Howard, Frank
The sketcher's manual: or, the whole art of picture making reduced to the simplest principles by which amateurs may instruct themselves without the aid of a master — London, 1841

Page: vi
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he who depends upon his mechanical skill in the
representation of individual objects, and relies too
much upon what he imagines to be nice finishing
of parts, without considering them chiefly as a
means to enable him to produce a whole, will
never be able to complete such a picture as the
eye of taste can contemplate with satisfaction."

Mr. Barret does not indicate any principles
upon which these schemes for the general treatment
of subjects should be founded, but leaves his
readers to discover them as best he may. The
present work is exclusively devoted to supply the
want he has pointed out,— to describe some of
the more simple principles upon which schemes
for the general treatment of subjects have been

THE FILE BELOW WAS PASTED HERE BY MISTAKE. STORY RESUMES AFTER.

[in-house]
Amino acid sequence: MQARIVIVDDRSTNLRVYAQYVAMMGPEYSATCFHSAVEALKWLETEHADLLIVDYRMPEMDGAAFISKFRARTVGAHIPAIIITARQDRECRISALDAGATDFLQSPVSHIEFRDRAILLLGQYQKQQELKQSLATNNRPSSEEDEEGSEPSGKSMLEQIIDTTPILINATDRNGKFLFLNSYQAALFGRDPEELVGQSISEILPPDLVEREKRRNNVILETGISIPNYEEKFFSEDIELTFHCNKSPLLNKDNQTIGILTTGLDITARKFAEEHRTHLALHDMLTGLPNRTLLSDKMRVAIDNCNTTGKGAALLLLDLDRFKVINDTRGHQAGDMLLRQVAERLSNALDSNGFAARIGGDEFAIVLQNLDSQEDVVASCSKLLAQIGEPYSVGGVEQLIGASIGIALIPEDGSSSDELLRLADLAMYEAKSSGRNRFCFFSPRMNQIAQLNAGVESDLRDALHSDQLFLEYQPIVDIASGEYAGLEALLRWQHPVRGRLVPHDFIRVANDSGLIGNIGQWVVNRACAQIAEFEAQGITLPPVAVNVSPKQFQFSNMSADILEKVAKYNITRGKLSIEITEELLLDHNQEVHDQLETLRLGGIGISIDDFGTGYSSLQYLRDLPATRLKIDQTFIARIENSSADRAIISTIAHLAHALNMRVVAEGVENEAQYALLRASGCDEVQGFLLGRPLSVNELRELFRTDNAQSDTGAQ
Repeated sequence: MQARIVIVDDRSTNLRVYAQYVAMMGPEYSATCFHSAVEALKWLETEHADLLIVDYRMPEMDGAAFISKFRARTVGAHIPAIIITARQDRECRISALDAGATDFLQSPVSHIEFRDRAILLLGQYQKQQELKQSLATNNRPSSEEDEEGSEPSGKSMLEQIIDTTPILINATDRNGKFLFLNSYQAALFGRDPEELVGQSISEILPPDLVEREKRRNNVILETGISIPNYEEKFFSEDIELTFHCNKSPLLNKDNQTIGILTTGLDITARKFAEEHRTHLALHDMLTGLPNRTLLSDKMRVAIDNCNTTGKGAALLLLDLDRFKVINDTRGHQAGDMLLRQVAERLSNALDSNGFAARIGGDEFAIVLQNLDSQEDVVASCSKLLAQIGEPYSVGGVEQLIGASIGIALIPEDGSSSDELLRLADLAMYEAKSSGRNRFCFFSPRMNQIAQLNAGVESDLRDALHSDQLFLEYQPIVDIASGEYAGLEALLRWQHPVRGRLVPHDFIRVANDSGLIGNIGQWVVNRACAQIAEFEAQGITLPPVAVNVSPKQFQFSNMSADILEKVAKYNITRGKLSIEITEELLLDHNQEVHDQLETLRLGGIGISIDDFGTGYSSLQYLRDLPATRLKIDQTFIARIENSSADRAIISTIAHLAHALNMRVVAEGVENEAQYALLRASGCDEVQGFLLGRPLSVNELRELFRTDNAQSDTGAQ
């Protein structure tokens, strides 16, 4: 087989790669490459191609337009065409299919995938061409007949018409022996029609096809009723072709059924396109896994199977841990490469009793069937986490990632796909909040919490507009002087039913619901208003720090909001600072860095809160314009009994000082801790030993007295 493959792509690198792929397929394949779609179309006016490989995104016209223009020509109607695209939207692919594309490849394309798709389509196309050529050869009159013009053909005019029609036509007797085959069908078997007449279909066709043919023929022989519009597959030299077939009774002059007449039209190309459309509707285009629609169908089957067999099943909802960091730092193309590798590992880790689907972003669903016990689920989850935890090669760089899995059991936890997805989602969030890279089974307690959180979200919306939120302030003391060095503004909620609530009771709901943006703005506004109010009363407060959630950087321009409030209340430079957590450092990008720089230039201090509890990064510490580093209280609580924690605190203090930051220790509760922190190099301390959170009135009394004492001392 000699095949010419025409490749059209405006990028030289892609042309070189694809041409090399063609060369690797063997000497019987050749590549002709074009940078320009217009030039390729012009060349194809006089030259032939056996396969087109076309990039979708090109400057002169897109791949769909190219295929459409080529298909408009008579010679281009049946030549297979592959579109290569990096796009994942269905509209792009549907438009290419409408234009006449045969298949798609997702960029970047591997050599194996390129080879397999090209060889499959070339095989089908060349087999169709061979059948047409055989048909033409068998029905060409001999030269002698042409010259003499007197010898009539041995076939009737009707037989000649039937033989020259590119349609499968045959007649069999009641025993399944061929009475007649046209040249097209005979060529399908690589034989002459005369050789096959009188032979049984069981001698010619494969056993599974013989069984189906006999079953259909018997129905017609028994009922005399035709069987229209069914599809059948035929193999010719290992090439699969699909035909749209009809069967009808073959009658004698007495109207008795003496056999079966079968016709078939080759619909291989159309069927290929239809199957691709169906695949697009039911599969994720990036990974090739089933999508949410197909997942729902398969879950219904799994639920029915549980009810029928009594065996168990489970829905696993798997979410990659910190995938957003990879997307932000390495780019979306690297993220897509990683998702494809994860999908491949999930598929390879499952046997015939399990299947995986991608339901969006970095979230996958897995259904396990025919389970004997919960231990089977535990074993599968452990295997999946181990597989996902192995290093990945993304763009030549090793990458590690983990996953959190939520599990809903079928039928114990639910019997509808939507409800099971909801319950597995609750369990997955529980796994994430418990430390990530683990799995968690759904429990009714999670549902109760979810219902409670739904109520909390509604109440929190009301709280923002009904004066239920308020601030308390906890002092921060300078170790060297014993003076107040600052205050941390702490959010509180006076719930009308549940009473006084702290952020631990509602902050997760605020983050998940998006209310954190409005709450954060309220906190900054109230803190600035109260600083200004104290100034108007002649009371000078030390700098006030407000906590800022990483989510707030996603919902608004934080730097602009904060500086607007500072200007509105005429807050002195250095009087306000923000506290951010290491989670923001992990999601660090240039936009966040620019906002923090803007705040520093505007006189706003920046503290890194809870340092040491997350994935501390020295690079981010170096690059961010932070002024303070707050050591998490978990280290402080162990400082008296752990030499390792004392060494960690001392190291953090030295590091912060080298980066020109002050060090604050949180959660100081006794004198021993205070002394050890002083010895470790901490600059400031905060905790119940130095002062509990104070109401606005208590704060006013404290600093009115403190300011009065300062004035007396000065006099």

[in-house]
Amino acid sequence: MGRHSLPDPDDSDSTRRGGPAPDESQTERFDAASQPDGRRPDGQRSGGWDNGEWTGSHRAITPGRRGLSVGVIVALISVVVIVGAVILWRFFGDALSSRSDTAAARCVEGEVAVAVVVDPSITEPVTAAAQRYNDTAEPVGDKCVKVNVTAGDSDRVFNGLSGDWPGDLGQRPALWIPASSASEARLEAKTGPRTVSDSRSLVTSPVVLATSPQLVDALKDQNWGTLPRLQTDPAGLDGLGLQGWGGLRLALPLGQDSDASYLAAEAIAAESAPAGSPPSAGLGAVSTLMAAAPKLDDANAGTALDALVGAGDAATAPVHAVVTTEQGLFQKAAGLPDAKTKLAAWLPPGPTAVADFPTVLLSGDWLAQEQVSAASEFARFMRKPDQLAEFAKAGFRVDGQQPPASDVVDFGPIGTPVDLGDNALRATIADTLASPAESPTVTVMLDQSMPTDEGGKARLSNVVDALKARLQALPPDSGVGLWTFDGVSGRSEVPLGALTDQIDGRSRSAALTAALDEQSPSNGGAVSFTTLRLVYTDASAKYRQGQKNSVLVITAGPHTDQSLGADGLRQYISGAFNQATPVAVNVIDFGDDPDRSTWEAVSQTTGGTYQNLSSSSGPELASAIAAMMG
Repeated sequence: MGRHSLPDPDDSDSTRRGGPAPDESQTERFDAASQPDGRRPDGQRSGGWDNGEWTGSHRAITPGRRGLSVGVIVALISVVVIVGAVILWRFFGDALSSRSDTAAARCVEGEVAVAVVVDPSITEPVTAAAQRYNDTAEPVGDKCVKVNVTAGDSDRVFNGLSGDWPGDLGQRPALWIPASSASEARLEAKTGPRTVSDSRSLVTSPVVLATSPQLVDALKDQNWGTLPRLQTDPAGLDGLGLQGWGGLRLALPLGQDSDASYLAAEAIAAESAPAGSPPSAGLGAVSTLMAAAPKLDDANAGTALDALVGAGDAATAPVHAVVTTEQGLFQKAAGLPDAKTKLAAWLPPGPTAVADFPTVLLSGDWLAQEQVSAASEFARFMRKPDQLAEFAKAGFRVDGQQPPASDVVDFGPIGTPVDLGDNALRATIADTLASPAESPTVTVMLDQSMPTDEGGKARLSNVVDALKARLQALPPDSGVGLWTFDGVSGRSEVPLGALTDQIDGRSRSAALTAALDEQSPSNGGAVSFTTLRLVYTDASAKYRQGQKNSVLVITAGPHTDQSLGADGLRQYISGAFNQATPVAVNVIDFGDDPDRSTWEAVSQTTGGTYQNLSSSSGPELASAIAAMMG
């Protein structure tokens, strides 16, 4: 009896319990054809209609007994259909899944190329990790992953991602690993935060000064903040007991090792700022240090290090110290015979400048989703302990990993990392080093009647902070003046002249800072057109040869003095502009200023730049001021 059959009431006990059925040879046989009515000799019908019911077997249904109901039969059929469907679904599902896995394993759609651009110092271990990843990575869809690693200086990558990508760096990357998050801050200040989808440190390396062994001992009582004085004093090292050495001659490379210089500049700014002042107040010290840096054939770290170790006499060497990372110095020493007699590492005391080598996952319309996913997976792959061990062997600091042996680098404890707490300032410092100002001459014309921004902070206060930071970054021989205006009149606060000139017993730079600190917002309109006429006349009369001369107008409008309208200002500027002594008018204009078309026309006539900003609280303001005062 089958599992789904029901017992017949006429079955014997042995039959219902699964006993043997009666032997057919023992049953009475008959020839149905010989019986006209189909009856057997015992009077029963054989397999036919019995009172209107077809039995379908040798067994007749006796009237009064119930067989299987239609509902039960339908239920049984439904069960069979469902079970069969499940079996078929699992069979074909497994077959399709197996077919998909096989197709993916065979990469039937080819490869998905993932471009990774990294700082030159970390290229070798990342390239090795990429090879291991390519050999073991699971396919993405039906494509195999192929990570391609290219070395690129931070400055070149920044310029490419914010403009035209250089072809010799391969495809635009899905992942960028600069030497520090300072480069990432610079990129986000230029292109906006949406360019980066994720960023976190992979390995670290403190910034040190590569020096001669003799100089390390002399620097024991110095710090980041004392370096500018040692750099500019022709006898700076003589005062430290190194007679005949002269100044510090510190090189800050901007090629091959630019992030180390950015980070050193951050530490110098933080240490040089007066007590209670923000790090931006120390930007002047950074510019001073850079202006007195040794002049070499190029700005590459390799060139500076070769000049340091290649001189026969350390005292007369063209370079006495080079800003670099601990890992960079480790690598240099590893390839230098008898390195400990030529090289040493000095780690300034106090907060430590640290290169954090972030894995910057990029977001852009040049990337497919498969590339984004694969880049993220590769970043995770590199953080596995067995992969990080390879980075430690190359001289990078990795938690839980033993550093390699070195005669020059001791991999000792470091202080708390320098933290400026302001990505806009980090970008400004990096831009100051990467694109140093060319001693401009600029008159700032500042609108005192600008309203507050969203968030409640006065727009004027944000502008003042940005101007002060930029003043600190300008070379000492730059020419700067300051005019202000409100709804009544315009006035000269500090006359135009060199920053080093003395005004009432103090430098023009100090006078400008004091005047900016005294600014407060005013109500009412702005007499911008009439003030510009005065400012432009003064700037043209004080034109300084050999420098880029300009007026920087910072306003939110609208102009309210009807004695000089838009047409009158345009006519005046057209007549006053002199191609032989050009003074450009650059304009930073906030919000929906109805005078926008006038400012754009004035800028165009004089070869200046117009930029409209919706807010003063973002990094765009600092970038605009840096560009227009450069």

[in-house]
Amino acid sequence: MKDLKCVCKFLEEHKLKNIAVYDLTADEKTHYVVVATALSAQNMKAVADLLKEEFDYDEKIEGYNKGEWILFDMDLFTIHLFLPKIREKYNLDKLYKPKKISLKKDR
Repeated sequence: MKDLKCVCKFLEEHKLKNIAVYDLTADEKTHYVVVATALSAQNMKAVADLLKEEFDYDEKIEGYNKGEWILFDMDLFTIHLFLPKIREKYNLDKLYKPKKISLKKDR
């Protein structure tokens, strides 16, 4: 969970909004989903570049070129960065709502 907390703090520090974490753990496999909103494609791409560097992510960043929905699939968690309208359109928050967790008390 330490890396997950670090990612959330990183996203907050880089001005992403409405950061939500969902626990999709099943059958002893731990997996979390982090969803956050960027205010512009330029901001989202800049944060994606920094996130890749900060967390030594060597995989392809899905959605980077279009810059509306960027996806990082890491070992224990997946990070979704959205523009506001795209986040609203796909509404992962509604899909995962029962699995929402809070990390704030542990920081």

constructed by various celebrated masters, and to
afford to the reader some guide to the analysis of
the principles of more complicated effects.

It has been objected, in a review of the first
edition of this work, that the doctrine of unlimited
licence in the introduction of shadows is contrary
to the just principles of Art, and " that Turner
would not introduce two suns/' If Mr. Turner
required the effect of two suns, and did not
introduce them, it would only be because his
knowledge of the resources of art would furnish
him with a less objectionable expedient. But it
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